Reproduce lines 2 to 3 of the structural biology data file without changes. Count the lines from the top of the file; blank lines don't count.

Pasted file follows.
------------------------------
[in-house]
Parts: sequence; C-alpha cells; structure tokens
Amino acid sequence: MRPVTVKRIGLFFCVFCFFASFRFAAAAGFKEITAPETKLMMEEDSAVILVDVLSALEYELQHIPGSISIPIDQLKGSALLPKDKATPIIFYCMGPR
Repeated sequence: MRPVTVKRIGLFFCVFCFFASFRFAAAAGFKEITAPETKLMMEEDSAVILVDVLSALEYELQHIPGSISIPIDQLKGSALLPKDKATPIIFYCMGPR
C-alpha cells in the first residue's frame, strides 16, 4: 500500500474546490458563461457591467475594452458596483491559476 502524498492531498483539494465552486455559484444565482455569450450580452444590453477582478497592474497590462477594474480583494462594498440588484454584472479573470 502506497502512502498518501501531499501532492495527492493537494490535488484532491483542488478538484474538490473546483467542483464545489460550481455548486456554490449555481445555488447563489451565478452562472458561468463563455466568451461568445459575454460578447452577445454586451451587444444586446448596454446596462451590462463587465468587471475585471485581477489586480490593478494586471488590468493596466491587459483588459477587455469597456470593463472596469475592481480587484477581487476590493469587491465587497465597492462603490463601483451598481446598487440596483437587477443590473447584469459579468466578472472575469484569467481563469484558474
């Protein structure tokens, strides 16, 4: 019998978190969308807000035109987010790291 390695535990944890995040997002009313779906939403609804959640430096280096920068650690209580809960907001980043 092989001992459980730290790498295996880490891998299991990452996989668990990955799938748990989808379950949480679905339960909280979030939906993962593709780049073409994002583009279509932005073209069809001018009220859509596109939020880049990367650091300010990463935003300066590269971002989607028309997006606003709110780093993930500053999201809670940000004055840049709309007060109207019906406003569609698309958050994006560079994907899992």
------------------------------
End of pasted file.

Parts: sequence; C-alpha cells; structure tokens
Amino acid sequence: MRPVTVKRIGLFFCVFCFFASFRFAAAAGFKEITAPETKLMMEEDSAVILVDVLSALEYELQHIPGSISIPIDQLKGSALLPKDKATPIIFYCMGPR